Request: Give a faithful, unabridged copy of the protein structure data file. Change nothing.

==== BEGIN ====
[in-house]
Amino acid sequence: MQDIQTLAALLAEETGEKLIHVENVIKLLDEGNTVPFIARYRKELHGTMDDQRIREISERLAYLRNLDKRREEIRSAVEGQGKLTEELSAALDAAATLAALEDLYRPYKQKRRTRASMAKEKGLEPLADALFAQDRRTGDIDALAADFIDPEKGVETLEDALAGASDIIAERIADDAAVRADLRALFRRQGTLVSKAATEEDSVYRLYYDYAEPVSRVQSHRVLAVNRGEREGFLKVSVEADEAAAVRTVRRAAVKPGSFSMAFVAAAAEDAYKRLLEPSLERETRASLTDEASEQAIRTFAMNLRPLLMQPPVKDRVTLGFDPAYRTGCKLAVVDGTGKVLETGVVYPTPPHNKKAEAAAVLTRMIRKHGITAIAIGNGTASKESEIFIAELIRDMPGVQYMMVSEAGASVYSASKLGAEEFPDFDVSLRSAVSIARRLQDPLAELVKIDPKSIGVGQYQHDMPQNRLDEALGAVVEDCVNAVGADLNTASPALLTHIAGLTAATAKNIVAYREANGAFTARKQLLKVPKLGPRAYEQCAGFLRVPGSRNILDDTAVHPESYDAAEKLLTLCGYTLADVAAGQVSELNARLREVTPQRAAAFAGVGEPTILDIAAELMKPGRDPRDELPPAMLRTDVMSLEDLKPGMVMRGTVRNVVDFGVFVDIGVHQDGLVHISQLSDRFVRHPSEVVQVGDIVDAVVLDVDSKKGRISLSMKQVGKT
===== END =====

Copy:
[in-house]
Amino acid sequence: MQDIQTLAALLAEETGEKLIHVENVIKLLDEGNTVPFIARYRKELHGTMDDQRIREISERLAYLRNLDKRREEIRSAVEGQGKLTEELSAALDAAATLAALEDLYRPYKQKRRTRASMAKEKGLEPLADALFAQDRRTGDIDALAADFIDPEKGVETLEDALAGASDIIAERIADDAAVRADLRALFRRQGTLVSKAATEEDSVYRLYYDYAEPVSRVQSHRVLAVNRGEREGFLKVSVEADEAAAVRTVRRAAVKPGSFSMAFVAAAAEDAYKRLLEPSLERETRASLTDEASEQAIRTFAMNLRPLLMQPPVKDRVTLGFDPAYRTGCKLAVVDGTGKVLETGVVYPTPPHNKKAEAAAVLTRMIRKHGITAIAIGNGTASKESEIFIAELIRDMPGVQYMMVSEAGASVYSASKLGAEEFPDFDVSLRSAVSIARRLQDPLAELVKIDPKSIGVGQYQHDMPQNRLDEALGAVVEDCVNAVGADLNTASPALLTHIAGLTAATAKNIVAYREANGAFTARKQLLKVPKLGPRAYEQCAGFLRVPGSRNILDDTAVHPESYDAAEKLLTLCGYTLADVAAGQVSELNARLREVTPQRAAAFAGVGEPTILDIAAELMKPGRDPRDELPPAMLRTDVMSLEDLKPGMVMRGTVRNVVDFGVFVDIGVHQDGLVHISQLSDRFVRHPSEVVQVGDIVDAVVLDVDSKKGRISLSMKQVGKT